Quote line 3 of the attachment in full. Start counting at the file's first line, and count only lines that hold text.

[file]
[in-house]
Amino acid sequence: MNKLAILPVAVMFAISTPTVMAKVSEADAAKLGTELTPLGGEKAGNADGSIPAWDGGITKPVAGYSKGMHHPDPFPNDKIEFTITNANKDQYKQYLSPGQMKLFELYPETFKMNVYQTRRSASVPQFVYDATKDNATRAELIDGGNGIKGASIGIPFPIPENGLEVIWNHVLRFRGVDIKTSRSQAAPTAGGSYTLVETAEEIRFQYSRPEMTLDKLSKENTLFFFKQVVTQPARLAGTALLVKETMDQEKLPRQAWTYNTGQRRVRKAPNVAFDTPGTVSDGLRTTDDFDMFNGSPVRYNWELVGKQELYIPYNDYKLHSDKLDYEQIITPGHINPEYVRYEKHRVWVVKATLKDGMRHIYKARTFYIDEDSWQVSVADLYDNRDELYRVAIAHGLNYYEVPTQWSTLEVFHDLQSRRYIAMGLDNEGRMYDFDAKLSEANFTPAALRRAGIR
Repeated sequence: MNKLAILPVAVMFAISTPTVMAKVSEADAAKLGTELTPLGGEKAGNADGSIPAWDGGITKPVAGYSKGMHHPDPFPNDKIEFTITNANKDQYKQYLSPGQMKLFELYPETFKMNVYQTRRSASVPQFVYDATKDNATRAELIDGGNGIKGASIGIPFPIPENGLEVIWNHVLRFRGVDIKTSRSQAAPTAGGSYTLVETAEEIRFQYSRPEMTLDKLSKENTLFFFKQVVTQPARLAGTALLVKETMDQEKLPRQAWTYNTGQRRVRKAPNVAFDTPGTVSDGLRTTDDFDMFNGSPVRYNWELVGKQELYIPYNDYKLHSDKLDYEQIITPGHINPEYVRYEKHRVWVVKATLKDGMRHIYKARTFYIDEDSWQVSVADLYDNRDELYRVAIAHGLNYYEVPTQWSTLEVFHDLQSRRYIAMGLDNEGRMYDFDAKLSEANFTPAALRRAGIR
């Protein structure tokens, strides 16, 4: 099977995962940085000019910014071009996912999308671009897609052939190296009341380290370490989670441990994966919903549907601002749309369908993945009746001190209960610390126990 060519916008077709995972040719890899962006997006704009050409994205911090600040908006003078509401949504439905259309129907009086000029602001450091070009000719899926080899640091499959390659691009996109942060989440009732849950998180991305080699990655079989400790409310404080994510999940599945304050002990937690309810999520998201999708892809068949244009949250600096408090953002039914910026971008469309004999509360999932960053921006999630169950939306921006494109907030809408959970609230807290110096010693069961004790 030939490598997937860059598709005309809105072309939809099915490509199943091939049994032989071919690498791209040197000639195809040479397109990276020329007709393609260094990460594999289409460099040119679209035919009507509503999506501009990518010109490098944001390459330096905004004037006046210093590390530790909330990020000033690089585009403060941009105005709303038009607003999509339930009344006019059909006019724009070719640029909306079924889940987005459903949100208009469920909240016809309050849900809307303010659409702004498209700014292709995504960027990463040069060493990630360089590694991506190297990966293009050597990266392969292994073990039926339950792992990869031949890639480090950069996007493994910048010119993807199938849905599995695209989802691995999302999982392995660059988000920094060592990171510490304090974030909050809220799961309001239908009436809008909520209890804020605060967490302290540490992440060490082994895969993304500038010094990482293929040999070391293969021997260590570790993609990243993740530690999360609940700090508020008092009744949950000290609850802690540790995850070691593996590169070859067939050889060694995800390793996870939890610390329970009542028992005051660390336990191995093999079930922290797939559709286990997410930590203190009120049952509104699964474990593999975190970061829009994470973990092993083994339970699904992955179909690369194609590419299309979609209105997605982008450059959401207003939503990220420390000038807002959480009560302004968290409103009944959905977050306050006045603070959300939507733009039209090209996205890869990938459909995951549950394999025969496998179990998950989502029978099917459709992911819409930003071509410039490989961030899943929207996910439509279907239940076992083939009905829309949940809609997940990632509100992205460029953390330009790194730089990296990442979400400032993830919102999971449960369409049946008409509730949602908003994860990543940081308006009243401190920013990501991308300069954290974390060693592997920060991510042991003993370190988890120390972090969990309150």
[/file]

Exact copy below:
Repeated sequence: MNKLAILPVAVMFAISTPTVMAKVSEADAAKLGTELTPLGGEKAGNADGSIPAWDGGITKPVAGYSKGMHHPDPFPNDKIEFTITNANKDQYKQYLSPGQMKLFELYPETFKMNVYQTRRSASVPQFVYDATKDNATRAELIDGGNGIKGASIGIPFPIPENGLEVIWNHVLRFRGVDIKTSRSQAAPTAGGSYTLVETAEEIRFQYSRPEMTLDKLSKENTLFFFKQVVTQPARLAGTALLVKETMDQEKLPRQAWTYNTGQRRVRKAPNVAFDTPGTVSDGLRTTDDFDMFNGSPVRYNWELVGKQELYIPYNDYKLHSDKLDYEQIITPGHINPEYVRYEKHRVWVVKATLKDGMRHIYKARTFYIDEDSWQVSVADLYDNRDELYRVAIAHGLNYYEVPTQWSTLEVFHDLQSRRYIAMGLDNEGRMYDFDAKLSEANFTPAALRRAGIR